Disinfection is the final stage in drinking water treatment before its distribution. Disinfection is used to remove pathogenic micro-organisms from the water. However, it should be noted that disinfection is not the same as sterilisation (sterilisation = destruction of all germs present in a medium) and therefore a few common germs may remain in the water following disinfection (see the section oxidation and reduction and the chapter oxidation-disinfection).
bactericidal effect – remanent effect
The disinfection of water comprises two important steps that refer to two different properties of a given disinfectant:
- bactericidal effect : this is the disinfectant’s capacity for destroying microorganisms during a specific stage of the treatment;
- remanent effect : this is the disinfectant’s capacity to persist in the water in the mains distribution network and its ability to maintain the water’s biological quality at the consumer’s tap. Disinfection provides both bacteriostatic protection against bacterial regrowth as well as a bactericidal effect against low level and occasional pollution affecting the mains network; at the same time, disinfection blocks the development of micro-invertebrates which could have passed through the plant in resistant (endospores) or reproductive forms (cysts).
Table 6 recaps the qualities of the principle disinfectants used (see oxidation and reduction).
general conditions required for satisfactory disinfection
In order to be effective, disinfection must be carried out on good quality water. The suspended solids content must be kept as low as possible and equal to no more than 1 mg·L–1. In effect, bacteria and especially viruses collect on suspended solids which can protect them from the effect of disinfectants.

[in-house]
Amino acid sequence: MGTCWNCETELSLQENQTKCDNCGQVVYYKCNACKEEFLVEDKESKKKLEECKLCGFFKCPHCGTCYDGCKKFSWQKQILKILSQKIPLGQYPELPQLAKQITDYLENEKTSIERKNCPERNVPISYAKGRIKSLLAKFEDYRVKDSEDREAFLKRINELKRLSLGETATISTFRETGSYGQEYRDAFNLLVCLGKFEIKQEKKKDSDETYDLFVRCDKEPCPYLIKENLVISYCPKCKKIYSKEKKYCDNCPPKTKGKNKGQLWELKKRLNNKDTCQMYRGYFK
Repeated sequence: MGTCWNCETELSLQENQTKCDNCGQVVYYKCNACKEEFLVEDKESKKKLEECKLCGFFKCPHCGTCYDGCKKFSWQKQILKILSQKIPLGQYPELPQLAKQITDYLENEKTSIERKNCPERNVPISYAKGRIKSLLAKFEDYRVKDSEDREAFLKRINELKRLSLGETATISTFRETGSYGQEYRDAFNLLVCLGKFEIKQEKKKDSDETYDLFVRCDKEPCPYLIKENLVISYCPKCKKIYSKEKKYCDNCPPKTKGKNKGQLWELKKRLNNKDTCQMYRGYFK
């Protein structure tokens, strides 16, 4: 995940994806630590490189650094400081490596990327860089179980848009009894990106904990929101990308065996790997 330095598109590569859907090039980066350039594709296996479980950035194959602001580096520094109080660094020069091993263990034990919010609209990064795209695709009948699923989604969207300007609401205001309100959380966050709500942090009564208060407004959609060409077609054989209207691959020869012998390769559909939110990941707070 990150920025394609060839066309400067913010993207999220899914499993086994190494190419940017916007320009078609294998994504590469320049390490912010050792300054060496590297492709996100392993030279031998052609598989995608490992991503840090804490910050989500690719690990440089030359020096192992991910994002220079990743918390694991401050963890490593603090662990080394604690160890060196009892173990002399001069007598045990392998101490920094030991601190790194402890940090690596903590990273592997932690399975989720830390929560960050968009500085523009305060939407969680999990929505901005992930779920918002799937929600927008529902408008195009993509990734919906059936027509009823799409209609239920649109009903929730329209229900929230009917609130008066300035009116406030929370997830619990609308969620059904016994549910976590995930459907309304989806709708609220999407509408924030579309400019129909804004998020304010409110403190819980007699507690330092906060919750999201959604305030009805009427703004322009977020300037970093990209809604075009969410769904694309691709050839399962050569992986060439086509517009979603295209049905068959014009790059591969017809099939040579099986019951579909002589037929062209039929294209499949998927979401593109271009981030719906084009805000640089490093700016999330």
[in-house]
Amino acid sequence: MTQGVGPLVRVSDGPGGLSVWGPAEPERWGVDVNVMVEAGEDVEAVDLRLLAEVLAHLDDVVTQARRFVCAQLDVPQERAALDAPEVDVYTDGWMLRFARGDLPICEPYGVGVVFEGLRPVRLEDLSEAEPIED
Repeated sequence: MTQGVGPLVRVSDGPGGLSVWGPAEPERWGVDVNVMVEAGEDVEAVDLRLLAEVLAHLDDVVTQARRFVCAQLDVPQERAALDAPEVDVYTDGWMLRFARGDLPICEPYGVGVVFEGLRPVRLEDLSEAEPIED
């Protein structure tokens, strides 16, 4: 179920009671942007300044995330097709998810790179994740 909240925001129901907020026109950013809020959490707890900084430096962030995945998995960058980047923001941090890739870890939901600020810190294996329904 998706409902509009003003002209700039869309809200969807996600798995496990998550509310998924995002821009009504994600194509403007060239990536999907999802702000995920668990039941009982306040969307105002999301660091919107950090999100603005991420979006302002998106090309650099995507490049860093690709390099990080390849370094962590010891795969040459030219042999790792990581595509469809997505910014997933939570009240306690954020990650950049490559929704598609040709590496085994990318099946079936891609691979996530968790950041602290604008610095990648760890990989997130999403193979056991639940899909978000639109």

OM, TOC and especially AOC or BDOC levels must also be as low as possible or the water will have a higher disinfectant demand, resulting in:
- the need to overdose of this reagent;
- difficulty to maintain a residual level through the mains without topping up at various points throughout the mains;
- bacterial to regrowth as the water is distributed;
- production of harmful disinfection by-products.
However, endeavours to reduce the formation of THM must not jeopardise the effectiveness of the disinfection itself.
conditions governing the application of the various disinfectants
As discussed in section basic concepts on disinfection, satisfactory disinfection via oxidising reagents requires a residual concentration C combined with a contact time T; resulting in the C·T factor:
This value will vary depending on the target micro-organism, the type of disinfection used and the temperature. For instance, figure 11 details the conditions applicable to the elimination of 99.9 % (3 log) of an Escherichia coli population; more generally, sections oxidation and disinfection using chlorine, oxidation and disinfection using chlorine dioxide, oxidation and disinfection using ozone and ultraviolet disinfection, detail the conditions applicable to the use and performance of the various disinfectants including UV irradiation, depending on their conditions of use (CT, temperature, pH, dosage) and on the micro-organisms targeted.